"On April 18 (1973), Nixon told Haldemann to gather up all the tapes and move them to an outside location. On April 9, he had told him that he did not want any preserved record 'of discussions we've had in this room on Watergate.' Finally, Nixon's survival instincts were starting to surface." But by the dates noted by author Conrad Black, mischief was already afoot. The Watergate scandal already had a name and a place in the daily papers. As the drama of Watergate unfolds, Black seeks to warn the protagonist, Richard Milhous Nixon, to whisper as it were offstage:"If he did not move very soon, it would be impossible to disentangle himself from those who had committed felonies." "He could have saved himself…it would have been humiliating but he could have survived it."
Through it all, Black reminds us, the portraits of the great presidents whom Nixon so admired were "staring down on him, but no clear intent [on Nixon's part] emerges, just a terrible lassitude, and a vacuum where moral sense should have been."
Black has exhaustively researched the life of Nixon, the man the American public first loved and then vilified, whose sins have been cited as causing a permanent rent in the fabric of American politics, eroding a people's rightful expectation of morality in high elected office. Named "Tricky Dick" for his campaign tactics while running for Congress in the 1950s, Nixon was never quite able to overcome that image. He gained fame sidewise when accused of maintaining a slush fund for himself while running for
vice president alongside Dwight Eisenhower. Eisenhower hedged his bets, letting Nixon speak for himself, and he did so in a speech about his wife's cloth coat and his dog Checkers that, like the nickname, followed him ever after. As Black reckons, "it was maudlin but very effective."
Nixon was a bundle of emotional contradictions, belying his obsessive need to plan and control. Congressman Nixon bulldogged the Alger Hiss case, fierce on containing Communism and keeping the Cold War simmering as long as was necessary to accomplish the goal; yet when he was languishing in disgrace in his own country, the Chinese offered to give him asylum. Nixon was an icon of failure to young people who viewed him on the country's first televised debates, squaring off against the probably unbeatably savvy, handsome and well-heeled John Kennedy. By comparison onscreen, Nixon looked dark and dowdy, and he lost. He lost again in a race for governor in California, and any rational person would have figured his political career was finished. But he re-birthed himself, scraping by Hubert Humphrey to win the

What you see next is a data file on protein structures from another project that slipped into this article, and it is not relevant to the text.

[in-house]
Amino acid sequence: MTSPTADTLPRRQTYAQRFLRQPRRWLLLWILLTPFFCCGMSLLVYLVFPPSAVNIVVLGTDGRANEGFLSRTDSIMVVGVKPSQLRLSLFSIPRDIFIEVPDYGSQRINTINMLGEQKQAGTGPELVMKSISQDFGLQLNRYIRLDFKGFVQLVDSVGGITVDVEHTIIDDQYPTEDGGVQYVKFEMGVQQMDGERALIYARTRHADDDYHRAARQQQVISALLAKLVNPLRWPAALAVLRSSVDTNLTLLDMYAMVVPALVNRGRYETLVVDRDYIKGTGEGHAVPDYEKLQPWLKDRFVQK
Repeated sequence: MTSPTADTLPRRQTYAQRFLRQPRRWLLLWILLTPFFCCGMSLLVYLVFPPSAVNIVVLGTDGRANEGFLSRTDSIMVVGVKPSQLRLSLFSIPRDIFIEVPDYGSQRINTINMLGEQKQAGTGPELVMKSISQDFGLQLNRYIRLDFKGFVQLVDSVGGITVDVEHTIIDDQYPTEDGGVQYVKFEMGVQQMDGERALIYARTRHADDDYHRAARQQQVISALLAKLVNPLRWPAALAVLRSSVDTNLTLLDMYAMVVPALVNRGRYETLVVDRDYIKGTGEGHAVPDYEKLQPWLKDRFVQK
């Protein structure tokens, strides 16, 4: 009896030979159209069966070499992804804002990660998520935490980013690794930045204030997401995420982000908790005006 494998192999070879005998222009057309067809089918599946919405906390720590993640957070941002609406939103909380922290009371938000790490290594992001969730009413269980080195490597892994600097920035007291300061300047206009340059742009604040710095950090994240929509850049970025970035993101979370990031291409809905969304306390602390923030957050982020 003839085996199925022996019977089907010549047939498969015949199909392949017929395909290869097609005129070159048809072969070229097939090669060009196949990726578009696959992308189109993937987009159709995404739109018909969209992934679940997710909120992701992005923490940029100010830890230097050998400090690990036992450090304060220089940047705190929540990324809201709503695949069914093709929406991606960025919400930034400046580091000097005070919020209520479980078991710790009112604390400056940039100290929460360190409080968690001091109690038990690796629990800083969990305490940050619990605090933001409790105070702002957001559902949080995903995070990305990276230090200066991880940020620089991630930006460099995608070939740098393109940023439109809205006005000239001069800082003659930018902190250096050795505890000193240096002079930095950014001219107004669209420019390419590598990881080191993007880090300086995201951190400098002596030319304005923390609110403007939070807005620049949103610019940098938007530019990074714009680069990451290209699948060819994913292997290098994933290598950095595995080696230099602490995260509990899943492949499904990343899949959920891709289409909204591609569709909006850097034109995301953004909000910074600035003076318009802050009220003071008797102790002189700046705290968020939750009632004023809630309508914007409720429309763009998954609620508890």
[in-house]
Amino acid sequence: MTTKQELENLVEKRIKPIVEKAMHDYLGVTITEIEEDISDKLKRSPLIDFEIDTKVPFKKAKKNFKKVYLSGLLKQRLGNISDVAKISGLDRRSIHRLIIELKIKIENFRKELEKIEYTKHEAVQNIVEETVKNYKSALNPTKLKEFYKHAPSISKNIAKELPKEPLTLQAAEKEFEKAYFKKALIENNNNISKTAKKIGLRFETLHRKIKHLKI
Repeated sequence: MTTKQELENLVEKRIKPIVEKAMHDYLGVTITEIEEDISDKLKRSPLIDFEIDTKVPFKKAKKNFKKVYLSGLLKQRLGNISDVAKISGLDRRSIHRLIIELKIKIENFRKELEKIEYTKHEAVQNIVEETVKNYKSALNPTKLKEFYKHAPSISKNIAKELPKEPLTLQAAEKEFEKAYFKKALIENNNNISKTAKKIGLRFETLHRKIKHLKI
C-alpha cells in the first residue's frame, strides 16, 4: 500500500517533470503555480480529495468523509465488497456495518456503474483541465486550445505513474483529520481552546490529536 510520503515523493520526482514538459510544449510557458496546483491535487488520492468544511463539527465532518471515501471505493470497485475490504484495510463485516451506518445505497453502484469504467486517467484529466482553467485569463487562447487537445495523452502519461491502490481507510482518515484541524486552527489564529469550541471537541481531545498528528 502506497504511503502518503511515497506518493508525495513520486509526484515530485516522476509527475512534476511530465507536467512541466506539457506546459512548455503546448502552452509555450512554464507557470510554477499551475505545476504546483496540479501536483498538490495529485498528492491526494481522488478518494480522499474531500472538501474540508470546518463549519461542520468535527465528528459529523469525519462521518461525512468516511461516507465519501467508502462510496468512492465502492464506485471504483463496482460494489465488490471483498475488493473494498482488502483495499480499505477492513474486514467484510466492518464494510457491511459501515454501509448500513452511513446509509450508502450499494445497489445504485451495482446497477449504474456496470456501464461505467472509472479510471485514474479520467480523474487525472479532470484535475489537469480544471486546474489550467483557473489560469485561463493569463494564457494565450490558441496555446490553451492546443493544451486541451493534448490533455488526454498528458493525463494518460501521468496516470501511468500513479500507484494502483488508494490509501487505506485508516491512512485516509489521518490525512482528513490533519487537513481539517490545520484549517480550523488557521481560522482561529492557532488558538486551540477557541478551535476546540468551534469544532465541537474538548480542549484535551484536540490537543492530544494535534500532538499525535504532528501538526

presidency at last in 1968, by appealing to what he called the "silent majority" of conservative voters. Yet despite his hard-line views and his politics of expediency, once in office Nixon proved to be an international statesman with a flair for detente (a concept he invented) and a domestic politician who brooked no compromise in issues such as desegregation without busing.
As president, Nixon had more on his plate from the outset than most officials face in years of public servitude. He was landed in the middle of the Viet Nam conflict (Black calls it "an utterly hopeless war"), the school desegregation conflict, and the Red Scare with its insistent drumbeat of nuclear holocaust as the price to be paid for failure. The youth of America were on the streets, and they didn't like Nixon. Blacks were no longer easily appeased. The author states that despite Watergate and Vietnam, "Nixon achieved as much as any American political leader since Abraham Lincoln...and he did it against his own troublesome anxiety and limitations and awkwardness."
Nixon was a desperately insecure man who habitually called his staff to see how he was doing in their estimation, thereby reducing their estimation of him over time. He chose aides who had a nefarious streak mirroring his own, then allowed them to tap into his own dark side. Nixon once declared, "You've got to be a little evil to understand those people out there. You have to have known the dark side of life."
This highly revealing portrait of a man more disliked than respected, but more competent and supported than his detractors would like to avow, will raise questions and provoke controversy. Its author has had his own long look at the "dark side of life," and possibly his legal troubles have given him a more than usual sympathy for Nixon, whom, it seems, he would like to
have had the chance to counsel, and save.